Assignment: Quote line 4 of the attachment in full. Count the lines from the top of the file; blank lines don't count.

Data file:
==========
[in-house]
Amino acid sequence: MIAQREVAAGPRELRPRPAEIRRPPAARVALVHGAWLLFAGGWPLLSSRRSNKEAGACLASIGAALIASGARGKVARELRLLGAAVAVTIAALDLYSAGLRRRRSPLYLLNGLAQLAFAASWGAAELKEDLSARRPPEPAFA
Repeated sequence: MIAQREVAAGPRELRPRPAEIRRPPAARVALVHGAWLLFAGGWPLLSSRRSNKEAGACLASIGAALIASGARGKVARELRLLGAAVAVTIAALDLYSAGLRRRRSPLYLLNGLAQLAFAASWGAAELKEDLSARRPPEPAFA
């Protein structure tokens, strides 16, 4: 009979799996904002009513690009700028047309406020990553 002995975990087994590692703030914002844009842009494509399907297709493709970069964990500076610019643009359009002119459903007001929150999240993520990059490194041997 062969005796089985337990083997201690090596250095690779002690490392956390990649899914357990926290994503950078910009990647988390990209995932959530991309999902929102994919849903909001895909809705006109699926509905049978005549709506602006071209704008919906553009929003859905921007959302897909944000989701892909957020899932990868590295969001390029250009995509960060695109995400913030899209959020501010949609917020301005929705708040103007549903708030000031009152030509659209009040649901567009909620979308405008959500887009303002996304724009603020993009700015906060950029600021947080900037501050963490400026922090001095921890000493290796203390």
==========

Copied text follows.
């Protein structure tokens, strides 16, 4: 009979799996904002009513690009700028047309406020990553 002995975990087994590692703030914002844009842009494509399907297709493709970069964990500076610019643009359009002119459903007001929150999240993520990059490194041997 062969005796089985337990083997201690090596250095690779002690490392956390990649899914357990926290994503950078910009990647988390990209995932959530991309999902929102994919849903909001895909809705006109699926509905049978005549709506602006071209704008919906553009929003859905921007959302897909944000989701892909957020899932990868590295969001390029250009995509960060695109995400913030899209959020501010949609917020301005929705708040103007549903708030000031009152030509659209009040649901567009909620979308405008959500887009303002996304724009603020993009700015906060950029600021947080900037501050963490400026922090001095921890000493290796203390």